Parblanch is a cooking technique, but one that doesn’t cook a food item.
Its purpose can be to soak off salt, blood or flavour.
It is not always entirely clear how this differs from just plain “blanch”, because the two terms can be used to describe the same process.
One Parblanching technique starts with cold water. The food item is placed in cold water, brought to a boil uncovered, then lowered to a simmer for a few minutes (usually specified by your recipe) then drained immediately, and put immediately into very cold water to stop any further cooking and / or to firm up the food. The item is then used as directed in the recipe. This process is good for squidgy meat such as some offal like brains.
Another technique can be done starting from boiling water. For instance, unpeeled potatoes, cut in half, placed cut-side down in a pot on a counter or stove not turned on. Boiling water is poured over the potatoes, the pot covered, and allowed to set for 5 to 7 minutes tops. No stove burner is turned on. You can speed up the process by make two shallow slits on the cut side of the potato, on either side of the centre not touching the edges (the slits will allow heat to more easily penetrate the potato.) Then you drain the potatoes, and put them immediately into very cold water.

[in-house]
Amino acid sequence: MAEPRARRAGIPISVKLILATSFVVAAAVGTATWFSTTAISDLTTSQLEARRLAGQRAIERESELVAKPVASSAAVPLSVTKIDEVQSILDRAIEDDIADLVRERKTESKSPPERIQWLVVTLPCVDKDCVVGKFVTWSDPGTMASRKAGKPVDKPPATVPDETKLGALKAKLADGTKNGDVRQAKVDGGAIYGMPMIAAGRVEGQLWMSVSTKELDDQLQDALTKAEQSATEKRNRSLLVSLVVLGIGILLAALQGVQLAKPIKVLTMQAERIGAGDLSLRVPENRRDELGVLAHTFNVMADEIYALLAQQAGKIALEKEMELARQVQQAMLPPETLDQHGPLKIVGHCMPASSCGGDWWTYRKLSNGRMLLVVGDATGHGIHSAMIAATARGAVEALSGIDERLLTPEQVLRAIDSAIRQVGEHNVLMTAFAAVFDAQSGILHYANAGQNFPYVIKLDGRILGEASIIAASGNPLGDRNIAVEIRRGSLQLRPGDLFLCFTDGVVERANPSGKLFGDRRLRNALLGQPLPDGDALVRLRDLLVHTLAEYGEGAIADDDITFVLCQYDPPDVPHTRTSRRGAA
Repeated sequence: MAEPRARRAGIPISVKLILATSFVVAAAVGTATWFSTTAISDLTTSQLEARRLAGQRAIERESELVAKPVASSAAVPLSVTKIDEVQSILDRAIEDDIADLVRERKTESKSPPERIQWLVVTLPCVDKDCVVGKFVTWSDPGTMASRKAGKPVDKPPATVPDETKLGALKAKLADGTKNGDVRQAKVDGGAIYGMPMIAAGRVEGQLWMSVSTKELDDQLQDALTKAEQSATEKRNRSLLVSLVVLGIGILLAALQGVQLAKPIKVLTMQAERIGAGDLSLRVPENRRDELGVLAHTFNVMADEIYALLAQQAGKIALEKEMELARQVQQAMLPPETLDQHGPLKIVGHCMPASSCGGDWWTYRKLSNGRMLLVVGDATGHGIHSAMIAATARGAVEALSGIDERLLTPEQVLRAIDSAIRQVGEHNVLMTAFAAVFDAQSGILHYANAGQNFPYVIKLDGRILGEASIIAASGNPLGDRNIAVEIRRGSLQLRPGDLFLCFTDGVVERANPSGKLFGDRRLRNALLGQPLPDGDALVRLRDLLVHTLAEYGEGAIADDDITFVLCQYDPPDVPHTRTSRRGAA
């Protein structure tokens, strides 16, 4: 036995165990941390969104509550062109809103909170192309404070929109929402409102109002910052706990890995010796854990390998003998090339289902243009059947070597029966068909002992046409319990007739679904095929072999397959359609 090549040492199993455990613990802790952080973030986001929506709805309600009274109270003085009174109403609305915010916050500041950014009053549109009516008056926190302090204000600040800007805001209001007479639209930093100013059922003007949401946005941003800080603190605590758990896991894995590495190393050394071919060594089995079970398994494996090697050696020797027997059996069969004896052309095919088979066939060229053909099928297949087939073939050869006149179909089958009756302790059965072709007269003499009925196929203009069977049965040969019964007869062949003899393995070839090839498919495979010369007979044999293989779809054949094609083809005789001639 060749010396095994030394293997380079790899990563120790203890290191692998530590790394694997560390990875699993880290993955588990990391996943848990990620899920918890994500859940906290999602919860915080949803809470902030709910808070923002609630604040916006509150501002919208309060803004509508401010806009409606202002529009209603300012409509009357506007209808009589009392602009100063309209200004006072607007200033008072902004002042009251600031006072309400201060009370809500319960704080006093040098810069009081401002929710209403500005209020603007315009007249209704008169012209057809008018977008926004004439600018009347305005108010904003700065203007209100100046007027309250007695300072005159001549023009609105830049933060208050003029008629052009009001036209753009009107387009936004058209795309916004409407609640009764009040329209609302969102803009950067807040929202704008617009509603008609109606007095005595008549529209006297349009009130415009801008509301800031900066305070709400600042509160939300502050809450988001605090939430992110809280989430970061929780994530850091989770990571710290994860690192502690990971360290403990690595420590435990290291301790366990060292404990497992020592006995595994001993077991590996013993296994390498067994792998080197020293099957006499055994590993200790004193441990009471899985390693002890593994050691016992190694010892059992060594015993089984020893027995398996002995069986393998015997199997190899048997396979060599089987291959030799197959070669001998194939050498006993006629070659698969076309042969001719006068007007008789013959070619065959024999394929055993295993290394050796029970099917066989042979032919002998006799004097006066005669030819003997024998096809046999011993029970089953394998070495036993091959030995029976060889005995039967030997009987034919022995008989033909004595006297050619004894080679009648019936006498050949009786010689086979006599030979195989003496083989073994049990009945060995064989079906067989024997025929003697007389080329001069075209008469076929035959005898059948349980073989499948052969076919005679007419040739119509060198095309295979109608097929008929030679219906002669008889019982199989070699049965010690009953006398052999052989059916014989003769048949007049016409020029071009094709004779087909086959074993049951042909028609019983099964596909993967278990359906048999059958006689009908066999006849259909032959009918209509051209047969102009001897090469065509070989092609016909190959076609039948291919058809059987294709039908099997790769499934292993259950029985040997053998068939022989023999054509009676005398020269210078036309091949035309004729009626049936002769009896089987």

Watermelon rinds are also “parblanched” before pickling. They’re put in a pot of cold water, brought to the boil, held there for 2 to 3 minutes tops once a boil is reached, then immediately drained and put into very cold water.
Some people will advise to Parblanch anchovies to get rid of the taste, but in that case you might as well save your money on the heating fuel and the anchovies and omit them altogether.